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Published: 23 December, 2021


The year in review

Once again, 2021 has been a year like no other. If the theme of 2020 was lockdowns and virtual medicine, the 2021 sequel has all that with an added feature of vaccinations, mandates and masking. The initial burst of frantic energy of primary care pulling it all together again has now settled into an air of resignation to the "new normal". No less busy of course, but perhaps a sense of the relative calm before the forecasted omicron storm. So onwards we forge into 2022 – let's just hope that we begin to see some improvement and change and it’s simply not just "2020-too".

So, what were you reading this year?

Our offices are closed from 5pm, December 23rd and re-open Monday, January 10th. Thank you for your continued support of bpacnz Publications. We look forward to sharing new content and many exciting developments in 2022.

Merry Christmas to all, and to all a goodnight...
Meri Kirihimete

New series on early detection of melanoma and post-treatment follow-up and surveillance

In the latest topic in our cancer care series, supported by Te Aho o Te Kahu – Cancer Control Agency, we discuss the early detection of melanoma, including images and tips for dermatoscopy, the chaos and clues method and clinical checklists. In people with melanoma, survival is inversely correlated with lesion thickness, therefore, early detection is key to improving outcomes. Dermatoscopy is considered an essential skill in primary care and all practices are strongly encouraged to have an appropriate dermatoscope and at least one clinician trained in its use.

Part 2 of the series provides guidance for follow-up and surveillance of patients in primary care who have undergone curative-intent treatment for melanoma. Approximately 5 – 10% of patients develop a second invasive melanoma and more than 20% develop a new melanoma in situ at some point after their initial diagnosis. Multiple factors influence the risk of local recurrence or distant metastases, but the risk is highest in the years immediately following treatment and reduces over time.

The melanoma series is accompanied by CME activities including a peer group discussion, quiz and clinical audit.

A reminder: informing patients about myocarditis

In light of the recent death of a 26-year-old male due to probable myocarditis, in which the COVID-19 Vaccine Independent Safety Monitoring Board considers to be "probably due to Pfizer COVID-19 vaccination", the Ministry of Health, Medsafe and other agencies have re-iterated their advice around communicating risk to people receiving COVID-19 vaccines.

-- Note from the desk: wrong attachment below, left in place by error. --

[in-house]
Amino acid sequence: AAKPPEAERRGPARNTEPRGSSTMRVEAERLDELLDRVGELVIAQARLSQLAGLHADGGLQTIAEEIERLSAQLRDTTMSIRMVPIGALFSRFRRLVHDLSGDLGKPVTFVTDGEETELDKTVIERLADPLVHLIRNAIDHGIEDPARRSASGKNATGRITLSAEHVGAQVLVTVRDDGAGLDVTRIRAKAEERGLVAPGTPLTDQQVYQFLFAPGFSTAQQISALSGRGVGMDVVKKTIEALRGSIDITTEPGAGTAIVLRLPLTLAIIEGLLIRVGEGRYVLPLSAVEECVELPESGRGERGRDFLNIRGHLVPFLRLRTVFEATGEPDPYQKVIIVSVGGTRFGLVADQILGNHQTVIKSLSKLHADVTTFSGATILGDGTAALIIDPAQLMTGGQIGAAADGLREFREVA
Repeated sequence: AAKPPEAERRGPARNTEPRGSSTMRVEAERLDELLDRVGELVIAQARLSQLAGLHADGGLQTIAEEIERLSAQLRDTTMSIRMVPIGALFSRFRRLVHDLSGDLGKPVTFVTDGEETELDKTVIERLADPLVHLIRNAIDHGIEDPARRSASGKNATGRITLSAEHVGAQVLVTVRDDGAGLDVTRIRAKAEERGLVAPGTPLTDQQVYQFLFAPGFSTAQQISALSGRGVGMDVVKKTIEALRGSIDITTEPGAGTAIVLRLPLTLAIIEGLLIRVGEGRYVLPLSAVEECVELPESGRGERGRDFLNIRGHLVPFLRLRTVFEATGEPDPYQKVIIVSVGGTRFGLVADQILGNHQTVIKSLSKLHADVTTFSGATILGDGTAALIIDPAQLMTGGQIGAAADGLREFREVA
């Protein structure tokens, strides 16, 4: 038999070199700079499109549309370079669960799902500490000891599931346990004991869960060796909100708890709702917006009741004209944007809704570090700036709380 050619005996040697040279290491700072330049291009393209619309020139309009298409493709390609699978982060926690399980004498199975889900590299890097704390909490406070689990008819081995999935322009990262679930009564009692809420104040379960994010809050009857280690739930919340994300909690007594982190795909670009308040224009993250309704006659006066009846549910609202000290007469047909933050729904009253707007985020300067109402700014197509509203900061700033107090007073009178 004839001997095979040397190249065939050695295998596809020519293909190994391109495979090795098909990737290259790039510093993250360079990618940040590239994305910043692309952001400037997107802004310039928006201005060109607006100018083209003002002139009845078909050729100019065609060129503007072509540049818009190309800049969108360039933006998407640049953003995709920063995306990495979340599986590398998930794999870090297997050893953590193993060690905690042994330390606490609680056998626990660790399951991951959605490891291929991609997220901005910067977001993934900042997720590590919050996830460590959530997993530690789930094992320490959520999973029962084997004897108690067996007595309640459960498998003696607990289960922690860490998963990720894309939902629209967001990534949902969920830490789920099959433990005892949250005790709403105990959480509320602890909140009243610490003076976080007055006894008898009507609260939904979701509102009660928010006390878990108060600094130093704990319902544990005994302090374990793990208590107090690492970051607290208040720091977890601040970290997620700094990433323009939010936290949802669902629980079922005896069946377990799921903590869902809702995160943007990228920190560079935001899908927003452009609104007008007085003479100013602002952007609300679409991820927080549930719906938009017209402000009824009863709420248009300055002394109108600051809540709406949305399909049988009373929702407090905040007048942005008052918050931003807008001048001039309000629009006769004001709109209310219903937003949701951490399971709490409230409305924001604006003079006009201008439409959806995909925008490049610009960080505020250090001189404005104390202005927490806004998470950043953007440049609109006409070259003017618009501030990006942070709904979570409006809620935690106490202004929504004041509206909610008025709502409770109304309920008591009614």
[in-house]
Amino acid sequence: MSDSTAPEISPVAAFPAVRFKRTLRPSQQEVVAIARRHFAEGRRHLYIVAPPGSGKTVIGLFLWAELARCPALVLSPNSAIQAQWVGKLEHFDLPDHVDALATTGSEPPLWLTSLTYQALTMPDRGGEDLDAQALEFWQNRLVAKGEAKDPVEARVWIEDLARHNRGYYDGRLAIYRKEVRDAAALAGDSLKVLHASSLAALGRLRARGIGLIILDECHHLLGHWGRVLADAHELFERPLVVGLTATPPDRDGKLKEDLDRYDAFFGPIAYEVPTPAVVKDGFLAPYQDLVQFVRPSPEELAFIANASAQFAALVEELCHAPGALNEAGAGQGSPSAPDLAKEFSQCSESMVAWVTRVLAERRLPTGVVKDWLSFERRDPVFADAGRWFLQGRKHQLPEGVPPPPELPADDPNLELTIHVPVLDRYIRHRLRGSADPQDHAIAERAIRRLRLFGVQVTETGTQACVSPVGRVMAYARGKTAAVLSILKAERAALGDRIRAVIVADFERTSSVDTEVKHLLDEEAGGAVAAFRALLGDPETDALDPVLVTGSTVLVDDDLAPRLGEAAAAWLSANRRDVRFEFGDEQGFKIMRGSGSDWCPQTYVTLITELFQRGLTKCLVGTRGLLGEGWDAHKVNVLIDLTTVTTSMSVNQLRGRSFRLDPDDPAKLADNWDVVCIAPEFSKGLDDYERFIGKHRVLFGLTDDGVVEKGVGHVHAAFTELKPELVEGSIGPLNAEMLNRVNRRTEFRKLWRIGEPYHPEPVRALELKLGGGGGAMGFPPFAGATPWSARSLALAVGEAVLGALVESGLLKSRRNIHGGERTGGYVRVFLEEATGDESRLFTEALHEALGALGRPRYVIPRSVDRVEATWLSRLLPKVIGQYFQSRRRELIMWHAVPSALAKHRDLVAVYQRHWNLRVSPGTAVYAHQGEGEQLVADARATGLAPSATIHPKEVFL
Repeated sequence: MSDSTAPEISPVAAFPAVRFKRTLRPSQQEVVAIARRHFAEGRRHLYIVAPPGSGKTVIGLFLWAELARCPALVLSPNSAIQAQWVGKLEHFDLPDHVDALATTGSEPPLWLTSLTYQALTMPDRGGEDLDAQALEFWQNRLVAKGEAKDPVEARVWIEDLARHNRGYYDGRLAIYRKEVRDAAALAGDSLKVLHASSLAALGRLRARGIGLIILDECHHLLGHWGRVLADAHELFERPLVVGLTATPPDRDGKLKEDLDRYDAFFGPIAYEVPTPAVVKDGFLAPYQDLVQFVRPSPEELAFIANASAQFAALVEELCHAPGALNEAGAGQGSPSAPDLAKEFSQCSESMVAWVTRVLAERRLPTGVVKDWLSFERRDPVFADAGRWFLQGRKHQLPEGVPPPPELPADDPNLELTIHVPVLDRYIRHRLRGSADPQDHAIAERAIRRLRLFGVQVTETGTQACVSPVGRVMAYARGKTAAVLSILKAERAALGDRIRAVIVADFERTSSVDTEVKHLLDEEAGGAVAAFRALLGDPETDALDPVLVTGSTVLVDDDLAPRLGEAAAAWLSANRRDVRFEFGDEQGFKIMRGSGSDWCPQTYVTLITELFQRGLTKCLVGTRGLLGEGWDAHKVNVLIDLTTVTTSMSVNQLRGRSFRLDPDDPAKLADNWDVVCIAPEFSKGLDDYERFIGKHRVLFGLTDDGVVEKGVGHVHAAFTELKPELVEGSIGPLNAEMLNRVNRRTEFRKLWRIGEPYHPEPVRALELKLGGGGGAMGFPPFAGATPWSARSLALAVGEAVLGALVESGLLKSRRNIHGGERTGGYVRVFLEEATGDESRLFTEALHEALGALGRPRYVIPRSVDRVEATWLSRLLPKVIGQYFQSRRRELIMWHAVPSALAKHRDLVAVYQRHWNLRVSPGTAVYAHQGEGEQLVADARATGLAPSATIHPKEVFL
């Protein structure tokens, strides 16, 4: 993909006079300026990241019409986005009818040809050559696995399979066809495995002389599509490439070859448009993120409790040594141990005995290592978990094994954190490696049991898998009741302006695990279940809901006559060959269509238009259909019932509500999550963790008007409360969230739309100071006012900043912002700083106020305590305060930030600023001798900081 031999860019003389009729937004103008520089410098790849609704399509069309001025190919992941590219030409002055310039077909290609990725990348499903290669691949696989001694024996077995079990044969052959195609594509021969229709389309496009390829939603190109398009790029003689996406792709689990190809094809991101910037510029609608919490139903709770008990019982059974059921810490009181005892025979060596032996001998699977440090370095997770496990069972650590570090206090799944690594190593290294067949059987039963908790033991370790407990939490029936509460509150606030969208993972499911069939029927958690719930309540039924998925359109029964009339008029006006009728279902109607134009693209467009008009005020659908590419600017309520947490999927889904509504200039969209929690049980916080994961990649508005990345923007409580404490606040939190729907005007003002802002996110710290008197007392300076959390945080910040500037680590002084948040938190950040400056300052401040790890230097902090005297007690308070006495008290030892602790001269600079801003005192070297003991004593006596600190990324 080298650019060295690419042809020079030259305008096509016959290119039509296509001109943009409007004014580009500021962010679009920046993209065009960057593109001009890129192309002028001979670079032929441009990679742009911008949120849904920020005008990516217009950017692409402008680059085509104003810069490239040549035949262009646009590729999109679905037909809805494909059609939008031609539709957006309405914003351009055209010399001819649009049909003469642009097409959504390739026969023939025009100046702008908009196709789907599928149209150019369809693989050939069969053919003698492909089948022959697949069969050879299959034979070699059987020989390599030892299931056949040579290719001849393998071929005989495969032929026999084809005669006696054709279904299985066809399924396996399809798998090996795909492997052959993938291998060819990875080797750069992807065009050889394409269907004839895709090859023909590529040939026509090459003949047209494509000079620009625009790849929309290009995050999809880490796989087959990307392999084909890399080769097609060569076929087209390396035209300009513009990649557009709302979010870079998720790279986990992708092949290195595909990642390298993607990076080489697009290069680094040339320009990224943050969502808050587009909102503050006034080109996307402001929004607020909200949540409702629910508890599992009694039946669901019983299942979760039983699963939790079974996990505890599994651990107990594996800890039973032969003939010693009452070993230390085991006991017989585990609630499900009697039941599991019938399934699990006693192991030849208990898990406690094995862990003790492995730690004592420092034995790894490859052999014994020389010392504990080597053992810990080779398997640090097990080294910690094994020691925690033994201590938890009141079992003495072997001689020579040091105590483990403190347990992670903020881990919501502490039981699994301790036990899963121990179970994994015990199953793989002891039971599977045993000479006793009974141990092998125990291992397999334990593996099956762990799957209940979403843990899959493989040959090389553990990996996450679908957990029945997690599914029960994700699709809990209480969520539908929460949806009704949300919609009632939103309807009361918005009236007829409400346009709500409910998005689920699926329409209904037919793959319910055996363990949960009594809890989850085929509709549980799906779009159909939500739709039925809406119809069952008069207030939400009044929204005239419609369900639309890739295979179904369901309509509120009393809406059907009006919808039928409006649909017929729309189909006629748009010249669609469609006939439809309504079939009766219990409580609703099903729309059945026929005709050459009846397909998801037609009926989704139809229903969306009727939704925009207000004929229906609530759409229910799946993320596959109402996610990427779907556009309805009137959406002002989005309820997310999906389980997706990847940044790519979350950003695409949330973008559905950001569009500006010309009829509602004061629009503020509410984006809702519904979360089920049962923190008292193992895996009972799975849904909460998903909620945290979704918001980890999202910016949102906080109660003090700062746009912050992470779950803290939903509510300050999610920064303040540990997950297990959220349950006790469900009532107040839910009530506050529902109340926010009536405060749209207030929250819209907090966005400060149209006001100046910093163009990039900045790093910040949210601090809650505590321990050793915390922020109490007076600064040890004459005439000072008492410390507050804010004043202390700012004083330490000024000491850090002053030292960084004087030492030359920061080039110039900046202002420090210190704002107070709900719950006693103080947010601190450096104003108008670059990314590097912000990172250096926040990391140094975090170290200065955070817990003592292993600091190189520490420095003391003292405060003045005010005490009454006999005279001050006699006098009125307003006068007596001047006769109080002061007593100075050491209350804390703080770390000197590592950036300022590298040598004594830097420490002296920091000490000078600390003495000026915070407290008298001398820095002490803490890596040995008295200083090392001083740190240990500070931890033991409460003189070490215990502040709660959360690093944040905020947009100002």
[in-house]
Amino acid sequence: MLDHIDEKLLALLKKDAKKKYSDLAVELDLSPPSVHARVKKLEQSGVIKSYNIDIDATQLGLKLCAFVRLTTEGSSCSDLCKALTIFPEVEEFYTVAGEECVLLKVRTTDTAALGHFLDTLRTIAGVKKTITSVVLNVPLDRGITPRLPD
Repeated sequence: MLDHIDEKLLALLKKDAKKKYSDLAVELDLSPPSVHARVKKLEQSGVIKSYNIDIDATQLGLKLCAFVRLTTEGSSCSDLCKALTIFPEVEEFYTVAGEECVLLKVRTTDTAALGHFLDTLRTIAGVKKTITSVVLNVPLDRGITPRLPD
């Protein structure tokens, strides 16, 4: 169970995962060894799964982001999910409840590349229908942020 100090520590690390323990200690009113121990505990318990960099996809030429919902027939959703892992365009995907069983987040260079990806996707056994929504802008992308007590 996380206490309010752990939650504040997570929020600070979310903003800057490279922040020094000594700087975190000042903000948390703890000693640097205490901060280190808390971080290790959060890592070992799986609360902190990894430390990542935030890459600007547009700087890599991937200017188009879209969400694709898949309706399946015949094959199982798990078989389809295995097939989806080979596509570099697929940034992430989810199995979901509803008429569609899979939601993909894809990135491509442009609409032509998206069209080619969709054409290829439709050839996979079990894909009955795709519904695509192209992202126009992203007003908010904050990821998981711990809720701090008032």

• Myocarditis is a rare adverse effect of the Pfizer COVID-19 vaccination
  • The risk of myocarditis is substantially greater in people with COVID-19 infection
  • Myocarditis is treatable if identified, and early detection improves outcomes
  • Most cases of myocarditis following Pfizer COVID-19 vaccination are mild and resolve within a short time with standard treatment and rest
  • Anyone receiving a COVID-19 vaccination and their caregiver (if relevant) should be told about common expected adverse effects and rare adverse effects and when and how to seek medical advice if they develop any unexpected or concerning symptoms
  • Specifically discuss the following symptoms to be alert for: chest pain, tightness or discomfort, shortness of breath, abnormal heartbeat (e.g. fluttering, rapid), light-headedness or dizziness
  • Caregivers should actively question children/adults about any symptoms and observe them for decreased activity

Read the safety communication from Medsafe here

Holiday heart

The phrase "holiday heart syndrome" refers to an acute cardiac rhythm and/or conduction disturbance associated with heavy alcohol consumption in a person with no history of heart disease. Holiday heart, naturally, is more frequently seen over the Christmas/New Year period when people tend to over-indulge. If you are on-call these holidays, test out your knowledge on what to look out for and how to treat with this Medscape short quiz.

A more comprehensive overview of Holiday Heart Syndrome is available here.

Paper of the Week: The holly and the ivy: a festive platter of plant hazards

In this year's instalment of the BMJ's light-hearted Christmas themed feature articles, the authors discuss the toxic properties of some of our most well-known yuletide plants. You can safely rock around the Christmas tree, presuming you don’t succumb to an allergic contact dermatitis, but best to resist the urge to chew on the mistletoe or decorative wreaths unless you want to spend your Christmas well acquainted with the bathroom fixtures. Quote of the article goes to the following: "Brussels sprouts, sadly, do not seem to be poisonous and will have to be endured".

Read the full article here: Huntington G, Byrne M. The holly and the ivy: a festive platter of plant hazards. BMJ 2021;375.

This Bulletin is supported by the South Link Education Trust

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